A guest post by Dawn Bazely aboard Greenland & Wild Labrador 2018. Photos by Michelle Valberg.
Today was a big day, as we anticipated our landing in Canada, after crossing the Davis Strait from Greenland.
Nine years ago, expedition photographer Michelle Valberg founded Project North, a non-profit organization dedicated to improving the lives of children in Canada’s North through sport and education. Project North delivers sports equipment to northern communities. Adventure Canada is a sponsor, and this year helped with delivering hockey gear to the village of Kangiqsualujjuaq in Nunavik, Quebec.
Our day began with an early Packing Party. Guests and staff filled twenty-five hockey bags with new skates, helmets, pads, and shirts. Part of the donation included 150 hockey sticks, collected by CIBC as part of their memorial to the Humboldt Broncos.
Zodiacs brought guests ashore to a warm welcome from the community. Bannock and tea prepared by Sarah and Susie, friends of culturalist Maria Merkuratsuk was served in sheltering tents. Along with other Inuit staff, Maria was delighted to reunite with family and friends!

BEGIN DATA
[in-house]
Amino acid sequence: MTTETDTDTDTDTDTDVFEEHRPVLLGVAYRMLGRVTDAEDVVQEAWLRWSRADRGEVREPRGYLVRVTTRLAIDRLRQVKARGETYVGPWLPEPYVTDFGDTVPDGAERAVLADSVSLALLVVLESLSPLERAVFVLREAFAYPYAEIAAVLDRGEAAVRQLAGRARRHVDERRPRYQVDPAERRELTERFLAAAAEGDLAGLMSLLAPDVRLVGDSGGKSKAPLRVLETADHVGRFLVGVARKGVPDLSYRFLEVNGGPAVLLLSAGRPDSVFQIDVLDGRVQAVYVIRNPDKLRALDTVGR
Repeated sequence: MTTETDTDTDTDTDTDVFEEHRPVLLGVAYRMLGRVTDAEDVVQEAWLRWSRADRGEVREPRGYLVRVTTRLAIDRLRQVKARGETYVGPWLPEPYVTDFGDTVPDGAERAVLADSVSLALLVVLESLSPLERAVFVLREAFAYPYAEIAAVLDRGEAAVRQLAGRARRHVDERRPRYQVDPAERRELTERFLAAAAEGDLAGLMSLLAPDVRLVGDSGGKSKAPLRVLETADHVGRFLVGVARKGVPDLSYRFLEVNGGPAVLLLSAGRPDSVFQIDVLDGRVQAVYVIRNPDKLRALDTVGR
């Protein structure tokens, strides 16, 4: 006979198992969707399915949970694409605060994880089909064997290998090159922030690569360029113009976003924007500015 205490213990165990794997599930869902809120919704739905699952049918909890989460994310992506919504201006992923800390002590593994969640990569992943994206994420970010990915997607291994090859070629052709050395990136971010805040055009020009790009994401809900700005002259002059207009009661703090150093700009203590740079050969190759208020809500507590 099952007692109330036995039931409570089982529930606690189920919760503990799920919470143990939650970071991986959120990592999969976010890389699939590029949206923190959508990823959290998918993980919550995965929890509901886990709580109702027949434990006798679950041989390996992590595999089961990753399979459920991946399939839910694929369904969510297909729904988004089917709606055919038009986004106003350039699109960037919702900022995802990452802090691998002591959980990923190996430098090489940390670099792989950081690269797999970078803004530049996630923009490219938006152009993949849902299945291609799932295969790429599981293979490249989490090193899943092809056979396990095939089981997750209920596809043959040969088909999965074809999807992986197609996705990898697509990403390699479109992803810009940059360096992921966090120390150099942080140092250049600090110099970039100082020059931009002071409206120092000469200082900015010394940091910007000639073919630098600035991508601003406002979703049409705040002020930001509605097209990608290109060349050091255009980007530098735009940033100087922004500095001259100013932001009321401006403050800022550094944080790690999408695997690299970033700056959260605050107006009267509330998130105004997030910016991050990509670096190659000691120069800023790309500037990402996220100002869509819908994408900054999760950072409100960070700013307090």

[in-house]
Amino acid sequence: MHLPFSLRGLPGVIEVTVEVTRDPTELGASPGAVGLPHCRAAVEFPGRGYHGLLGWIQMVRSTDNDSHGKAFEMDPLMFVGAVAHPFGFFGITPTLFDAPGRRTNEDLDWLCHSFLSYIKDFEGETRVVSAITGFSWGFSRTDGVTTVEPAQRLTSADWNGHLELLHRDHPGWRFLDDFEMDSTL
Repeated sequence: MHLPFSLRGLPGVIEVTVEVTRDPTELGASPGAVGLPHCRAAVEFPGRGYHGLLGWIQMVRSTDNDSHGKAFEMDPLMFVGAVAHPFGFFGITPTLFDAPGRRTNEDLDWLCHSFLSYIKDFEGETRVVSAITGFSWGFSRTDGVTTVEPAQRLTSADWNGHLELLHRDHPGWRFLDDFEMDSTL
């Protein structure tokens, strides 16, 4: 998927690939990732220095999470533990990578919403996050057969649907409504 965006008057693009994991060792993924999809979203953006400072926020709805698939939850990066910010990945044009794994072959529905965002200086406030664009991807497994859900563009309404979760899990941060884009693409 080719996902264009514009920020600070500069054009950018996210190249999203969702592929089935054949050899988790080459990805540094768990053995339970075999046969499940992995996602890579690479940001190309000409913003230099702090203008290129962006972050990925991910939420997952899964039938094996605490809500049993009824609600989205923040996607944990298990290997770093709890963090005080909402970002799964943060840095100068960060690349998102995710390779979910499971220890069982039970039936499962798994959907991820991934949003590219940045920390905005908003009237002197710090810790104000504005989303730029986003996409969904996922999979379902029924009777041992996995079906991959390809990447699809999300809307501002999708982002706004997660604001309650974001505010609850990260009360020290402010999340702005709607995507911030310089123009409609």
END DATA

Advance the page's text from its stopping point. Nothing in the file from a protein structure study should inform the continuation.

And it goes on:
The hockey equipment was delivered to delighted young members of the community. An exciting, fast-paced ball hockey game followed the presentation ceremony, in which the Adventure Canada team, was “narrowly” defeated by a score of 7 to 1 by the young Kangiqsualujjuaq team (who had, by all accounts, been asked to “take it easy”).
In this day filled with many highlights, we were truly thankful to be welcomed to Qarmaapik Family House by coordinator Minimaali Sinuupa, and a wonderful team of staff and volunteers. Qarmaapik is a unique and inspiring model of family support, designed and delivered by Inuit in the local dialect of Inuktitut. The staff help parents and caregivers feel confident and competent in raising their children in a healthy and supportive family environment.
Qarmaapik provides Inuit-specific counseling services, interventions, and a safe place for children and families in crisis. In 2016, Qarmaapik won the Arctic Inspiration Prize. This prestigious award provided $700,000 in funding to complement support from Kativik Regional Government and the Makivik Corporation, and community donations, including Adventure Canada’s Discovery Fund.
We were sad to leave Kangiqsualujjuaq, even as we stood on the ramp waiting for Zodiacs in the twilight, and it started to sleet, because we were dancing to music being played for us by our hosts who came to say goodbye!